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Intel Portables Hardware

Expect Hundreds of Thunderbolt Devices, Says Intel 351

An anonymous reader writes "Thunderbolt ports have been spotted on a PC motherboard, but the reality is that the technology is far from mainstream outside of Apple products. Which is why it is interesting to hear Intel predict that 'a hundred' Thunderbolt devices are expected to be on the market by the end of the year. The comment was made this week at Intel's presentation at IDF in Beijing. Ultrabooks with Thunderbolt are expected to appear this year."
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Expect Hundreds of Thunderbolt Devices, Says Intel

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  • erm... what? (Score:0, Insightful)

    by FrozenFood ( 2515360 ) on Thursday April 12, 2012 @12:36PM (#39659591)

    call me 5 minutes old, but what is thunderbolt? a new x86 standard? a new arduino clone?

    rate me down... again.. but I think the header should have had more info.

  • by Anonymous Coward on Thursday April 12, 2012 @12:40PM (#39659681)

    I understand it's just another port to plug things in. Just what we need, laptops with fifteen different input and output ports

    You don't appear to understand it at all.

  • by hoggoth ( 414195 ) on Thursday April 12, 2012 @12:54PM (#39659969) Journal

    Ah, finally we can have one port to rule them all! It's about time.

    I think this [] is appropriate.

  • by Marrow ( 195242 ) on Thursday April 12, 2012 @01:13PM (#39660349)

    So by taking the stuff out of the computer, and putting it into other "stuff", we are going to create an explosion of soul-sucking, space-sucking, power-sucking transformers and cheap little crappy enclosures for externalized ports.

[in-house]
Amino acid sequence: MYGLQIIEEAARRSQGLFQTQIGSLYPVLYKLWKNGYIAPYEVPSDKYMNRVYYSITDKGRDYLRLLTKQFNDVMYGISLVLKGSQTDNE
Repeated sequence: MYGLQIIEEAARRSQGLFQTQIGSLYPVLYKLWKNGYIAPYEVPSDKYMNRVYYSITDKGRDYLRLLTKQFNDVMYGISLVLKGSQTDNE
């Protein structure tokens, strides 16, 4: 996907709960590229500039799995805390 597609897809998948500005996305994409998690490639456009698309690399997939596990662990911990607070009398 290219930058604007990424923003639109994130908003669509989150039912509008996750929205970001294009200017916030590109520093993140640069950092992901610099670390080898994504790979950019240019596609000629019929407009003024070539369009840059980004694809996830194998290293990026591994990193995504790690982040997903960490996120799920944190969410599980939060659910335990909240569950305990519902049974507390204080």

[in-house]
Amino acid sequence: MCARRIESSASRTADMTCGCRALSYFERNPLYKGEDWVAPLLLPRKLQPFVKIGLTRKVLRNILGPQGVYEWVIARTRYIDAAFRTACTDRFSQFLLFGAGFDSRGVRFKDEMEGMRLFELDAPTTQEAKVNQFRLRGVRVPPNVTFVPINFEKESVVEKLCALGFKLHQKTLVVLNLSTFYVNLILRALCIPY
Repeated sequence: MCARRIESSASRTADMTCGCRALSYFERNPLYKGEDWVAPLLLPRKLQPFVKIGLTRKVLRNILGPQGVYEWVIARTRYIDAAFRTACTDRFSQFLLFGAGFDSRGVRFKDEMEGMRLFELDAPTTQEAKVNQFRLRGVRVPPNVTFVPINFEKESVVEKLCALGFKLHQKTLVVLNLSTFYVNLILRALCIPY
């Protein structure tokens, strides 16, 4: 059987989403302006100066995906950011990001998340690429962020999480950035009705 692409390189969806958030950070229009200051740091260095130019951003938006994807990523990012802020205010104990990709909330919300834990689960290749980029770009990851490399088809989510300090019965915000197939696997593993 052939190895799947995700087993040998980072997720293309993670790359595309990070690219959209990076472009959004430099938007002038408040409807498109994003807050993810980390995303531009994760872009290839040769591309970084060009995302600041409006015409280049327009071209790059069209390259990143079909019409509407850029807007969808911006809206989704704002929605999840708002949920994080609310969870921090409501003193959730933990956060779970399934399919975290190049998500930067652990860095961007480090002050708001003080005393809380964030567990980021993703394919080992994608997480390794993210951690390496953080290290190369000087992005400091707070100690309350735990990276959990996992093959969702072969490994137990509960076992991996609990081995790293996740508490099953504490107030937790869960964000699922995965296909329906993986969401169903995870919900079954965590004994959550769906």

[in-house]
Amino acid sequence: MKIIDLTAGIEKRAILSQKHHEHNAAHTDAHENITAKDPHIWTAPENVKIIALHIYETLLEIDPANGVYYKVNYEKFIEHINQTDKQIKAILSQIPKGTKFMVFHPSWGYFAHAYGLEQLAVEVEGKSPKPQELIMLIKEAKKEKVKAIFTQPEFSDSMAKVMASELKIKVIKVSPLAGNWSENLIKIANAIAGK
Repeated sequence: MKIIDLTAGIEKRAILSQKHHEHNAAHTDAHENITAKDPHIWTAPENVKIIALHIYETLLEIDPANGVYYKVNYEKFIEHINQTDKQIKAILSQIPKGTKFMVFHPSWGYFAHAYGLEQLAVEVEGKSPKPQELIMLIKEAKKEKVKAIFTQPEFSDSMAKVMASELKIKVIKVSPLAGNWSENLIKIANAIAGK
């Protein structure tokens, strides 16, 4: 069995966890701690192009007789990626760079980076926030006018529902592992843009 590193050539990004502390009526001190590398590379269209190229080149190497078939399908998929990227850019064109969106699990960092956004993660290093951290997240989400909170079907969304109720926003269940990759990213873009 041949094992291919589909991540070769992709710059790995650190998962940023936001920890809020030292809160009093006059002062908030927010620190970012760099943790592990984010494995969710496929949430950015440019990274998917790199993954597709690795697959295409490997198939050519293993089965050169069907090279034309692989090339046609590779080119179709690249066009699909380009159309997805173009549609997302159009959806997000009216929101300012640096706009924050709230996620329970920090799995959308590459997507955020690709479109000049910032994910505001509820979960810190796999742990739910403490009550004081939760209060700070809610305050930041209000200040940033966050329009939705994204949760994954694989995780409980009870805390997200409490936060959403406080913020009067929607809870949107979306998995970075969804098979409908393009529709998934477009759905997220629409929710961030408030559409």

That is until some vendor says: "Hey, let me put all those external ports you need into one box for you!"
    And then the next vendor says: "Hey, let me put those ports in the monitor for you"
    And then the next vendor says: "Hey, my monitor and computer are the same box, so lets put it all back inside"
    At that point we will be right back where we started, but will have spent tons of money we didnt need to spend.
    And what happened to DisplayPort. Thats gotta be the shortest obsolescence cycle on record.

  • by fuzzyfuzzyfungus ( 1223518 ) on Thursday April 12, 2012 @01:24PM (#39660577) Journal
    Architecturally, this is true: with the ugly exception of the fact that a very high speed peripheral bus and a video-out interface were bodged into the same connector for no wildly obvious reason.

    Because Firewire was a data-only thing, the probability that a given device would daisy-chain was actually pretty decent in the real world, and you could put the non-cooperative freak on the end of the chain. Thunderbolt more analogous to a port that sneaks firewire into your VGA-out(albeit in a way that makes splitting much more complex than a simple mechanical pinout adapter, is my understanding). Because there are loads of video-only devices in the world, the vast majority don't daisy-chain because video devices aren't expected to.

    This is the trouble for Thunderbolt: As with classy firewire devices, most of the "thunderbolt peripherals" daisy-chain just fine. However, your Thunderbolt port is also your only video-out port, and something north of 99% of monitors, TVs, projectors, etc. have never heard of this 'daisy-chain' business.
  • by pla ( 258480 ) on Thursday April 12, 2012 @01:31PM (#39660743) Journal
    All a geek should need to know is "externalize PCIe". All the speed of an internal bus (and more) without having to physically put the card into the machine, and even being able to do it at a distance.